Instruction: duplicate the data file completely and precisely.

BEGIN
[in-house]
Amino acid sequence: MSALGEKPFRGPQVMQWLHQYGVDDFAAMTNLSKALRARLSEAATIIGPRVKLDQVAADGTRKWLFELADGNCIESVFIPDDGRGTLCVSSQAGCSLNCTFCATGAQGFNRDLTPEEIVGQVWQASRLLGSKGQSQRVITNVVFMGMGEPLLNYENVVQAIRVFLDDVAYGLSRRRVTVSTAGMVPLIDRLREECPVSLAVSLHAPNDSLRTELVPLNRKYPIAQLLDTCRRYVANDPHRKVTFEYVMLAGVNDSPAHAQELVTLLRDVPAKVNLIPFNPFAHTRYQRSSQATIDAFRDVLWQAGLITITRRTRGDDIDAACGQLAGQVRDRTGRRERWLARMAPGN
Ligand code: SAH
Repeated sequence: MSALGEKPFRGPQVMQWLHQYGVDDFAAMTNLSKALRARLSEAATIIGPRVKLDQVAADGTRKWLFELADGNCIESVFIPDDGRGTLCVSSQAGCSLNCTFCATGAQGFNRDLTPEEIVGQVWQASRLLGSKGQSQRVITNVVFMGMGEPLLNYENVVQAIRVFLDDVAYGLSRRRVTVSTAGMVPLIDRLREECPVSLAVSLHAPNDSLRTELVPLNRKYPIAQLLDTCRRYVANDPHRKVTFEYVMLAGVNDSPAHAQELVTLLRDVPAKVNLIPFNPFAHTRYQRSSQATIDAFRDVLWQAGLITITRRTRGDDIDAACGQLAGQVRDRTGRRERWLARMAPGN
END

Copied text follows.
[in-house]
Amino acid sequence: MSALGEKPFRGPQVMQWLHQYGVDDFAAMTNLSKALRARLSEAATIIGPRVKLDQVAADGTRKWLFELADGNCIESVFIPDDGRGTLCVSSQAGCSLNCTFCATGAQGFNRDLTPEEIVGQVWQASRLLGSKGQSQRVITNVVFMGMGEPLLNYENVVQAIRVFLDDVAYGLSRRRVTVSTAGMVPLIDRLREECPVSLAVSLHAPNDSLRTELVPLNRKYPIAQLLDTCRRYVANDPHRKVTFEYVMLAGVNDSPAHAQELVTLLRDVPAKVNLIPFNPFAHTRYQRSSQATIDAFRDVLWQAGLITITRRTRGDDIDAACGQLAGQVRDRTGRRERWLARMAPGN
Ligand code: SAH
Repeated sequence: MSALGEKPFRGPQVMQWLHQYGVDDFAAMTNLSKALRARLSEAATIIGPRVKLDQVAADGTRKWLFELADGNCIESVFIPDDGRGTLCVSSQAGCSLNCTFCATGAQGFNRDLTPEEIVGQVWQASRLLGSKGQSQRVITNVVFMGMGEPLLNYENVVQAIRVFLDDVAYGLSRRRVTVSTAGMVPLIDRLREECPVSLAVSLHAPNDSLRTELVPLNRKYPIAQLLDTCRRYVANDPHRKVTFEYVMLAGVNDSPAHAQELVTLLRDVPAKVNLIPFNPFAHTRYQRSSQATIDAFRDVLWQAGLITITRRTRGDDIDAACGQLAGQVRDRTGRRERWLARMAPGN